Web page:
Current permethylation procedures, employed over a number of years in oligosaccharide analysis, are based on solution-phase methodologies. The currently more widespread solution-phase approach for permethylation is based on the addition of methyl iodide to oligosaccharides, which are dissolved in dimethyl sulfoxide (DMSO) containing powdered sodium hydroxide (NaOH). Although this solution-phase method is effective for replacing protons at oxygen and nitrogen sites in oligosaccharides, and has been used successfully in various MS structural studies of complex oligosaccharides, it is a multi-step procedure involving excessive, time-consuming sample handling steps and requiring excessive sample clean-up. Further, current solution-phase methods appear less satisfactory when low picomole to femtomole quantities of glycoprotein samples are available for permethylation, as is often the case when modern glycoanalysis of biological fluids and tissues is undertaken. This limitation is primarily due to oxidative degradation and “peeling,” i.e., side reactions, associated with the high pH resulting from dissolving NaOH powder prior to liquid-liquid extractions in solution-phase permethylation methods. These side reactions are adversely prominent with low picomole to femtomole quantities of glycoprotein samples.

Accordingly, permethylation procedures are needed that provide rapidity, experimental simplicity, clean reaction products (i.e., a low incidence of side reactions), scalability, and effective replacement of protons with methyl groups at oxygen and nitrogen sites in oligosaccharides.

SUMMARY

Research directed to develop an on-line permethylation procedure for neutral and acidic oligosaccharides has revealed that solid-phase permethylation provides rapidity, experimental simplicity, and small-scale permethylation capability, while also affording quantitative permethylation of oligosaccharide samples. Solid-phase penuethylation was also found to be amenable to miniaturization in microreactors, yielding picomole amounts of pennethylated linear and branched, neutral and sialylated oligosaccharides that were easily analyzed by MALDI-MS. Further, while decreasing oxidative degradation and peeling side reactions and the need for excessive sample clean-up, solid-phase permethylation was successfully interfaced on-line with RPLC and MS during separation and analysis of complex oligosaccharide mixtures.

In one illustrative embodiment, a reactor, such as a microreactor, is described. In one aspect, the microreactor includes a container. In another aspect, the microreactor includes a base disposed within the container. In yet another aspect, the microreactor includes a solvent disposed within the container. In one illustrative variation, the microreactor includes a column, such as spin column, packed with a solid inorganic base, such as mesh beads of an inorganic base, in a polar, aprotic solvent. In another illustrative variation, the microreactor includes a fused-silica capillary packed with a solid inorganic base, such as a powdered inorganic base, in a polar, aprotic solvent.

In another illustrative embodiment, a reactor, such as a microreactor, for conducting solid-phase permethylation of oligosaccharides is described. In one aspect, the microreactor includes a container. In another aspect, the microreactor includes a base disposed within the container. In yet another aspect, the microreactor includes a polar, aprotic solvent disposed with the container, where the solvent includes an oligosaccharide and a source of methyl groups. In one illustrative variation, the microreactor includes a column, such as a spin column, packed with a solid inorganic base, such as mesh beads of an inorganic base, in a polar, aprotic solvent, where the solvent includes an oligosaccharide and a source of methyl groups. In another illustrative variation, the microreactor includes a fused-silica capillary packed with a solid inorganic base, such as a powdered inorganic base, in a polar, aprotic solvent, where the solvent includes an oligosaccharide and a source of methyl groups.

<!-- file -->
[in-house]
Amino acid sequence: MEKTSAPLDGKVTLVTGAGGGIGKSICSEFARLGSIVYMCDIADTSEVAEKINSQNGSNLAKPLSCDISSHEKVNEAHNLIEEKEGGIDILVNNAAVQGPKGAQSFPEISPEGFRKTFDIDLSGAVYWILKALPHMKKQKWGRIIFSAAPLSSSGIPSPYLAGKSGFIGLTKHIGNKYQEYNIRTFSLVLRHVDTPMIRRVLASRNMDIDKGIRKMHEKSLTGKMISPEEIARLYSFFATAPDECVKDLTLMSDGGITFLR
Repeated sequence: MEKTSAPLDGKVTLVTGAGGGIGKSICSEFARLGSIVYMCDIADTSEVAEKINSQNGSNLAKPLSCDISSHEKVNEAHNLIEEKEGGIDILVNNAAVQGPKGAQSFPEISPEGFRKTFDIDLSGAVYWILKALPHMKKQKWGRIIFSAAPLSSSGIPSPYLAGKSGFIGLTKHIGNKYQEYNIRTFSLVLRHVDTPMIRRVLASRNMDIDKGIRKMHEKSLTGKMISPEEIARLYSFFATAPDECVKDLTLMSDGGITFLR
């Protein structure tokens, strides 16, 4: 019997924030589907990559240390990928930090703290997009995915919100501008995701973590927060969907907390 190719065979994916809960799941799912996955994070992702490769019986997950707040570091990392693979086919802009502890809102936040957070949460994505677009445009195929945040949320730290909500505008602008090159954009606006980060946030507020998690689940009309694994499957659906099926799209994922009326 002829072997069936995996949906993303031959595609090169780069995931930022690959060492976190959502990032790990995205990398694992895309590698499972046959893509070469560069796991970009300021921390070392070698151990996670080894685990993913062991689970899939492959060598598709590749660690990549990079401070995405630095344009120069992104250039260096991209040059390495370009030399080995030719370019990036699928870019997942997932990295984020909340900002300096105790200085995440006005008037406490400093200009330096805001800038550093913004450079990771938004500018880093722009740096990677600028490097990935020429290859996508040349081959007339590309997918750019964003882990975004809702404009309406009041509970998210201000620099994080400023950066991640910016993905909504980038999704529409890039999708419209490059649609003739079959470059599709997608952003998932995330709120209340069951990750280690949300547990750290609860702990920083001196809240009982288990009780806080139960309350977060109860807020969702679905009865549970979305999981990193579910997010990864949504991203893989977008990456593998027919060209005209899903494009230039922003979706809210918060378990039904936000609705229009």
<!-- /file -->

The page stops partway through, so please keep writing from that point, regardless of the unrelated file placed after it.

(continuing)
In another illustrative embodiment, a method for conducting solid-phase permethylation of oligosaccharides is described. In one aspect, the method includes infusing a polar, aprotic solvent through a reactor, such as a microreactor, which microreactor includes a container, and a base and a polar, aprotic solvent disposed within the container, where the solvent includes an oligosaccharide and a source of methyl groups. In another aspect, the method includes contacting the oligosaccharide with the source of methyl groups. In yet another aspect, the method includes collecting a permethylated oligosaccharide from the microreactor. In one illustrative variation, the method includes contacting an oligosaccharide with a source of methyl groups in a polar, aprotic solvent in a column, such as a spin column, packed with inorganic base mesh beads, while infusing the solvent through the spin column by centrifugation, which solvent is disposed within the spin column during permethylation. In another illustrative variation, the method includes contacting an oligosaccharide with a source of methyl groups in a polar, aprotic solvent in a fused-silica capillary packed with a powdered inorganic base, while infusing the solvent through the capillary by a means including a syringe, which solvent is delivered to the fused-silica capillary during pennethylation.